Schoolly D, another rapper who emerged in the mid-1980s with an album of pummelling minimalism, was more typical of the coming trend. At the time, his assertion of a swaggering survivalist ego, locked in a permanent kill-or-be-killed struggle for recognition, caused consternation among left-wing and liberal commentators, prompting a discussion which continues to this day about whether this music merely reflected violence or actually caused it. When you listen back to Schoolly D now with ears accustomed to later gangsta rap, it sounds a little cartoonish, but it marked a turning point of sorts: hip-hop was no longer commenting on the savage realities of the ’hood, but hyperbolically revelling in them.
The stage was set for hip-hop’s embracing of the gangster. Its adherents were fixated on films such as the Godfather trilogy, Goodfellas and (a particular favourite) Scarface, because they presented a kind of anti-mythical myth. The world they projected – of generalised betrayal, distrust and exploitation – was in tune with the capitalist realism of neoliberalism, except that hip-hop’s celebration of the crime lord, its sense that there was ultimately no difference between the tycoon and the criminal, acted as an unintentional parody of neoliberal rapacity. Even so, the left was faced with the melancholy prospect that the dominant form of black popular music was now a celebration of conspicuous consumption and will to power. In hip-hop, as in neoliberalism, economics bullied politics out of the picture.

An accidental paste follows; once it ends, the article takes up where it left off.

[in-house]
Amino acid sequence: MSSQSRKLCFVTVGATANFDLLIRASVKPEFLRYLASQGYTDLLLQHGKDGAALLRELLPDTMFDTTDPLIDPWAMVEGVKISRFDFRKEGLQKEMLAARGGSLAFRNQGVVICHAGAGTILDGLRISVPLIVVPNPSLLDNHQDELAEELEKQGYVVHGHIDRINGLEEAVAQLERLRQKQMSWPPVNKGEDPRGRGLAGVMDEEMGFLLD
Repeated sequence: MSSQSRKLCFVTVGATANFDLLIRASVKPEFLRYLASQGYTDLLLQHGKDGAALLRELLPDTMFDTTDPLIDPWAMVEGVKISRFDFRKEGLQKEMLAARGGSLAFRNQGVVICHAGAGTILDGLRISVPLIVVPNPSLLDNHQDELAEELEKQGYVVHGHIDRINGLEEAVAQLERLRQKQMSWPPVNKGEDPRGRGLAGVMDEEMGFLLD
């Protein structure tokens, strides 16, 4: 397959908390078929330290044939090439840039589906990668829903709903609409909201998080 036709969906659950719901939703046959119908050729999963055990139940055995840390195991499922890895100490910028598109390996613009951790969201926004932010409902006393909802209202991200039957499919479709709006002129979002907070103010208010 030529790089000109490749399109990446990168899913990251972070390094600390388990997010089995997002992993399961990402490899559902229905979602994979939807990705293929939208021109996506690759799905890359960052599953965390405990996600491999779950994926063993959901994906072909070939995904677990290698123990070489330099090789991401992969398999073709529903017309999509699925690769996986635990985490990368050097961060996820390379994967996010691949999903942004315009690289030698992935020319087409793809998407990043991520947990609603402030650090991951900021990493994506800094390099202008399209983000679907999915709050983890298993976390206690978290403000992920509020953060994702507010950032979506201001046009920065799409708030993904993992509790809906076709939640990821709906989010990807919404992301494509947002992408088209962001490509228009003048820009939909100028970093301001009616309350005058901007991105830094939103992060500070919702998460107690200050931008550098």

Last month, the LA producers Sa-Ra Creative Partners released Nuclear Evolution: the Age of Love. It is not really a hip-hop record. Rap is just one element of Sa-Ra’s sound, which, instead of hip-hop’s habitual hyper-awake state of survivalist awareness, is bleary and dreamy and diffusely erotic. What seems to be returning here is the psychedelic utopianism that hip-hop rejected in order to demonstrate its realism. In common with Clinton’s Funkadelic and their near-namesake the avant-jazz exponent Sun Ra, Sa-Ra’s language is science fictional, their songs laced with references to the cosmos, stars and spaceships.
But Sa-Ra are not alone: it is possible to hear their music as the culmination of an anti-gangsta tendency – including J Dilla, OutKast and Kanye West – that has quietly coalesced in hip-hop over the past decade. In fact, it is difficult to classify West’s last album, 808s and Heartbreak (2008), with its strange electronic melancholy and uncanny auto-tuned singing, as straightforwardly a hip-hop record at all. Instead, West and Sa-Ra are perhaps best considered a return to psychedelic soul, the genre synthesised from out-there rock, jazz and funk by Sly Stone and developed by the Motown sonic conceptualist Norman Whitfield in his experimental productions for the Temptations and the Undisputed Truth.
With the bank crisis literally discrediting the neoliberal model of reality, and Barack Obama’s election raising utopian hopes after the dark reign of George Bush, could it be that hip-hop’s status as top dog in black popular music is finally coming to an end?
Mark Fisher’s “Capitalist Realism” will be published in December by Zero Books. He blogs at http://k-punk.abstractdynamics.org